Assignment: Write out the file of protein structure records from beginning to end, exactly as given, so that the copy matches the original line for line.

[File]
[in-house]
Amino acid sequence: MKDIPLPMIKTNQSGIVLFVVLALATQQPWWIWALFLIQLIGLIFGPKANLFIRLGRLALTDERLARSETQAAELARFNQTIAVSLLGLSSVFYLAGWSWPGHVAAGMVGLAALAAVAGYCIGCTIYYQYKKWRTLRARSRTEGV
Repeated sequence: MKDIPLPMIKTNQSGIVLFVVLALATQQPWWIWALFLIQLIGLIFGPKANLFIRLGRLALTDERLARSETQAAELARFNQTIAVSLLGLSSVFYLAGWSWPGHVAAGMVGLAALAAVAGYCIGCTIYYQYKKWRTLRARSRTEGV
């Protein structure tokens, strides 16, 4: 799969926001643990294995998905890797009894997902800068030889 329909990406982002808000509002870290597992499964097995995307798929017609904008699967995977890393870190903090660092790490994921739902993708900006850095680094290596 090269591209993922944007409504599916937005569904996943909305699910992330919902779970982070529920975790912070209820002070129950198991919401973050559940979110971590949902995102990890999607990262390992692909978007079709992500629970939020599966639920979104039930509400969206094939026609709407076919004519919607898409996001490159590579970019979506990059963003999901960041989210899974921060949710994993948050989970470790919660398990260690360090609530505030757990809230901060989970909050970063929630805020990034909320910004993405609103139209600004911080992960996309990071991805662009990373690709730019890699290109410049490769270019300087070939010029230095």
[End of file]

[in-house]
Amino acid sequence: MKDIPLPMIKTNQSGIVLFVVLALATQQPWWIWALFLIQLIGLIFGPKANLFIRLGRLALTDERLARSETQAAELARFNQTIAVSLLGLSSVFYLAGWSWPGHVAAGMVGLAALAAVAGYCIGCTIYYQYKKWRTLRARSRTEGV
Repeated sequence: MKDIPLPMIKTNQSGIVLFVVLALATQQPWWIWALFLIQLIGLIFGPKANLFIRLGRLALTDERLARSETQAAELARFNQTIAVSLLGLSSVFYLAGWSWPGHVAAGMVGLAALAAVAGYCIGCTIYYQYKKWRTLRARSRTEGV
């Protein structure tokens, strides 16, 4: 799969926001643990294995998905890797009894997902800068030889 329909990406982002808000509002870290597992499964097995995307798929017609904008699967995977890393870190903090660092790490994921739902993708900006850095680094290596 090269591209993922944007409504599916937005569904996943909305699910992330919902779970982070529920975790912070209820002070129950198991919401973050559940979110971590949902995102990890999607990262390992692909978007079709992500629970939020599966639920979104039930509400969206094939026609709407076919004519919607898409996001490159590579970019979506990059963003999901960041989210899974921060949710994993948050989970470790919660398990260690360090609530505030757990809230901060989970909050970063929630805020990034909320910004993405609103139209600004911080992960996309990071991805662009990373690709730019890699290109410049490769270019300087070939010029230095």